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Analyzing communications: The next step in client retention for wealth managers

With a persistent low interest rate environment, prohibitive costs and complexities around compliance, and fast-evolving client needs, to say that wealth managers globally are feeling the pressure to remain relevant and profitable is an understatement.

The wealth management landscape is more competitive than ever before.  Firms are trying to gain the attention of customers across all wealth levels, from the mass affluent to high net worth (HNW) and ultra-high-net-worth individuals, keep them engaged over the years, and successfully access a greater share of their wallets. Add to that the nifty new digitally-led players – more popularly known as robo-advisors – that wealth managers must now contend with. Incumbents are, no doubt, feeling the push to be more agile, flexible and efficient, yet they are also expected to maintain a high-touch service and bespoke offering.

New competitors are also cropping up from the most unlikely of industries – be it an Amazon looking to partner with J.P. Morgan to potentially offer current accounts to the idea of Google one day managing money. What is it that these firms do so well that make them relevant and intrinsic to any individual’s everyday life? Yes, that is right, they make excellent use of customer data to provide a unique client experience.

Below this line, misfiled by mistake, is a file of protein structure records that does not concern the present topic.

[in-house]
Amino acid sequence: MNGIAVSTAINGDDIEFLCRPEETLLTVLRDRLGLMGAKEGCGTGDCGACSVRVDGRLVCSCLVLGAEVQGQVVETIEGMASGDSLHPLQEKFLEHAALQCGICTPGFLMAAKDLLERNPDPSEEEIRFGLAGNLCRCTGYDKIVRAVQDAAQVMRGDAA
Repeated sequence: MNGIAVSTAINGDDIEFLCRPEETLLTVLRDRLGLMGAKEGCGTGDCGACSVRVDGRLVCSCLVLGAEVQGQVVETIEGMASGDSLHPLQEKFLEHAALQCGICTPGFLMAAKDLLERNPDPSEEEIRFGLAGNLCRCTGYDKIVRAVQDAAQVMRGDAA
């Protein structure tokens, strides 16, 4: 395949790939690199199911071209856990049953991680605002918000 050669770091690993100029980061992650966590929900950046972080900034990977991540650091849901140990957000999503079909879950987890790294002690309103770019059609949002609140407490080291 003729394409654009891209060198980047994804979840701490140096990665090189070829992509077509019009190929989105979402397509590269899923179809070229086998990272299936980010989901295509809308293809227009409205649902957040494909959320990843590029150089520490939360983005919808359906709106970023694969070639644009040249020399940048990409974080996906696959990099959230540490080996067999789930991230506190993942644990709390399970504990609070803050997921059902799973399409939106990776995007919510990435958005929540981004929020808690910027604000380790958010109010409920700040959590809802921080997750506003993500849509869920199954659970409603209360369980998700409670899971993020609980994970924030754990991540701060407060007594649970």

The language of complaints holds key indicators about the strength of any client relationship. Interactions with clients are the window into their priorities and provide early red flags.

The likes of Google and Amazon have the basic customer information around gender, age, contact information at hand, but what they also have access to is patterns of behavior – around shopping, traveling, news of interest, and most importantly, the insights gained from customer search and transactional histories. They use this data to curate relevant content for each client. That quality of service and satisfaction is what makes most customers smile widely at the thought of a Google Bank or Amazon Bank. While the average consumer is getting used personalized financial services, the wealthier client takes this for granted and so expects even more. Wealth managers and advisors must find new ways to compete.

Winning new clients is tough, keeping them is tougher